Most of us strive to be life-long learners, but what does that mean in practice? For some, it means going deeper and deeper into our chosen field, refining our expertise in chemistry, carpentry, or cognitive science. For others, it means always exploring in new directions.
On my recent trip to Krakow, I had the good fortune to interview somebody who does both. Joanna Janusz works as a development manager in our Krakow lab, where she’s risen steadily through the ranks from her first IBM job as a QA Tester. She’s gone deep into data, data tooling, and data governance. At the same time, she’s pushing her learning along new lines: hiking, sailing, and a passionate love of museums.
With your talent and energy, you have a lot of opportunities as Poland continues to grow as a tech center. What excites you about staying at IBM?
That’s an easy one. For me, it’s about the impact of the work. It’s hard to imagine anywhere else where huge corporations, banks, and stores are relying on an offering like our Information Governance Catalog (IGC) product. If you work at a smaller company, they might have one or two big customers. You don’t have the chance to innovate at scale, the stakes for the world and the economy are not nearly as large, and you can’t understand in the same way what the whole marketplace needs.
Tell me about your path from junior engineer to leader.
I spent my first nine years in QA, first as a tester and engineer, then as a lead. I loved QA as a way to learn and understand the offerings. You start to see where customers run into issues, and you encounter so many different kinds of issues, so it’s excellent training for assessing complicated systems — and for patience.
And then for the past two-and-a-half years, I’ve been a development manager for IGC. Data governance is very exciting. I could do data governance for years and not get bored.
How has it been transitioning from an individual contributor to a manager?
Humbling. I still feel I have so many things to learn, but what’s the saying? “If it doesn’t hurt, you don’t grow.”
I’ve heard you’re interested in an advanced technical career path.
That’s true. I’m lucky because I’m a manager, but I still get to be quite technical. That dual path is very interesting to me. I went to school for computer science and always liked math, so I hope I can keep working deeply on the technical side. I’d love to make my way to STSM (Senior Tech Staff Member), while continuing to practice being a leader.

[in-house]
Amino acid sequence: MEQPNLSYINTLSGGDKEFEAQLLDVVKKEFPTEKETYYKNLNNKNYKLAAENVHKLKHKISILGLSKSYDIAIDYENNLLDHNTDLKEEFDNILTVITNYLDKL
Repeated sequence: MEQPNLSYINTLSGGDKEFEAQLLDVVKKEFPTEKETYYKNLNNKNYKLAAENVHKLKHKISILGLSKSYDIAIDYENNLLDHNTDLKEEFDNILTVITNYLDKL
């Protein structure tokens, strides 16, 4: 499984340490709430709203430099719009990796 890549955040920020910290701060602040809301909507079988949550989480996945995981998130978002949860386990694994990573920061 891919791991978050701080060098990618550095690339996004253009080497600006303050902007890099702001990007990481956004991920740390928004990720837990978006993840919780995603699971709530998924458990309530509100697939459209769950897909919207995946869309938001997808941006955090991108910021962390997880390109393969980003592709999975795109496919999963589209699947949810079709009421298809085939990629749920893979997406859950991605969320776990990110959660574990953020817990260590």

What’s free time look like for you?
I have two small kids who are six and four, and I like to show them the world, whether it’s traveling abroad or just around Krakow. I love just walking around the city, meeting friends, shopping, visiting museums, just enjoying the atmosphere here.
And if I can get out of the city, I like being in the mountains, especially in the summer and especially with my kids. Fortunately, Krakow is close enough to the mountains that we can go, but the south of Europe is also a favorite destination, whether Italy or the south of France. The best is someplace with great nature but also culture and museums —archeology, fine art, modern art. I like it all.
It sounds as though you have a good balance in your life — time learning about art, time with your children…
I think sometimes maybe it means actually letting things overlap. I can take my kids to a museum and I’m being a good parent, but I’m also learning new things while I’m there. And — who knows? — maybe it helps me be a better manager or engineer, or just a better thinker.
Home Town: Krakow
Currently Working On: UG&I new user interfaces
Currently Reading: Maja Lunde "The History of Bees"
Top 5 museums:
1. Manggha Museum of Japanese Art and Technology, Krakow
2. National Museum, Krakow
3. Tate Modern,London
4. Pergamon Museum, Berlin
5. Museum of Fine Arts, Boston
Dinesh Nirmal – Vice President, IBM Analytics Development
Follow me on Twitter: @dineshknirmal